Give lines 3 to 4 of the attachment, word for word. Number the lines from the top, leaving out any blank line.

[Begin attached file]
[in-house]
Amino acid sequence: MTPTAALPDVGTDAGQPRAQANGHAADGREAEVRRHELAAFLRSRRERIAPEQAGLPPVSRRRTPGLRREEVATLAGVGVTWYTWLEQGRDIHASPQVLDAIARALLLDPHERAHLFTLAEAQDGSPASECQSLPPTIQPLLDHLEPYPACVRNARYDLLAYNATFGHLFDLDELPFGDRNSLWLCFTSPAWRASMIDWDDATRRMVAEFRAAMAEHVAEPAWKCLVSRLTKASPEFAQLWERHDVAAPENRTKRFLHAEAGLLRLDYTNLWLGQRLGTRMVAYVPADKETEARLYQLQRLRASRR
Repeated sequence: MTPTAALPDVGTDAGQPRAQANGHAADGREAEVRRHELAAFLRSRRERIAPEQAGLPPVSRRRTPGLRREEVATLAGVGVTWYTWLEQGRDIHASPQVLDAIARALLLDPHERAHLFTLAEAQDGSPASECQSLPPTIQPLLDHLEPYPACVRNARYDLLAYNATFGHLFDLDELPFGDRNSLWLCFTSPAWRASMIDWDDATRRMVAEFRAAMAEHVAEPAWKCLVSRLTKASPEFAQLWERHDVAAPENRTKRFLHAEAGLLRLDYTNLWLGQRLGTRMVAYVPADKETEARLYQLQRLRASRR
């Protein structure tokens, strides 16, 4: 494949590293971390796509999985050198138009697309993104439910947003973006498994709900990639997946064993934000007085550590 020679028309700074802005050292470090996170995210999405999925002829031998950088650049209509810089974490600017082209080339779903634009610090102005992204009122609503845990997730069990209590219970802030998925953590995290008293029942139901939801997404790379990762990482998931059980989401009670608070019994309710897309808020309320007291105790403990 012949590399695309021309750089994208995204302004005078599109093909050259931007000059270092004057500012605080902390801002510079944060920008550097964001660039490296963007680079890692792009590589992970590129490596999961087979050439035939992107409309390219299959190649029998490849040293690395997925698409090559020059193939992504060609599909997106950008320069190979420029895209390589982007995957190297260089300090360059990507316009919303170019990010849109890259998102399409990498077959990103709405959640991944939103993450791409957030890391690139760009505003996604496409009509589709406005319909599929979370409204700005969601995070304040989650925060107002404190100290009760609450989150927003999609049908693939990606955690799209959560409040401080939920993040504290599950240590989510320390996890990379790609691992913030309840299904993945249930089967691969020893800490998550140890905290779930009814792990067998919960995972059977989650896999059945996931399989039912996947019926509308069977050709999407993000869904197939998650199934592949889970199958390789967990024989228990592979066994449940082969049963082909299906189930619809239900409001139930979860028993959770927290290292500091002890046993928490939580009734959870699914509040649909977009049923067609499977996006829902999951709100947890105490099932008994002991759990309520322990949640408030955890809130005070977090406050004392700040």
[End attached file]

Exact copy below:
Repeated sequence: MTPTAALPDVGTDAGQPRAQANGHAADGREAEVRRHELAAFLRSRRERIAPEQAGLPPVSRRRTPGLRREEVATLAGVGVTWYTWLEQGRDIHASPQVLDAIARALLLDPHERAHLFTLAEAQDGSPASECQSLPPTIQPLLDHLEPYPACVRNARYDLLAYNATFGHLFDLDELPFGDRNSLWLCFTSPAWRASMIDWDDATRRMVAEFRAAMAEHVAEPAWKCLVSRLTKASPEFAQLWERHDVAAPENRTKRFLHAEAGLLRLDYTNLWLGQRLGTRMVAYVPADKETEARLYQLQRLRASRR
């Protein structure tokens, strides 16, 4: 494949590293971390796509999985050198138009697309993104439910947003973006498994709900990639997946064993934000007085550590 020679028309700074802005050292470090996170995210999405999925002829031998950088650049209509810089974490600017082209080339779903634009610090102005992204009122609503845990997730069990209590219970802030998925953590995290008293029942139901939801997404790379990762990482998931059980989401009670608070019994309710897309808020309320007291105790403990 012949590399695309021309750089994208995204302004005078599109093909050259931007000059270092004057500012605080902390801002510079944060920008550097964001660039490296963007680079890692792009590589992970590129490596999961087979050439035939992107409309390219299959190649029998490849040293690395997925698409090559020059193939992504060609599909997106950008320069190979420029895209390589982007995957190297260089300090360059990507316009919303170019990010849109890259998102399409990498077959990103709405959640991944939103993450791409957030890391690139760009505003996604496409009509589709406005319909599929979370409204700005969601995070304040989650925060107002404190100290009760609450989150927003999609049908693939990606955690799209959560409040401080939920993040504290599950240590989510320390996890990379790609691992913030309840299904993945249930089967691969020893800490998550140890905290779930009814792990067998919960995972059977989650896999059945996931399989039912996947019926509308069977050709999407993000869904197939998650199934592949889970199958390789967990024989228990592979066994449940082969049963082909299906189930619809239900409001139930979860028993959770927290290292500091002890046993928490939580009734959870699914509040649909977009049923067609499977996006829902999951709100947890105490099932008994002991759990309520322990949640408030955890809130005070977090406050004392700040």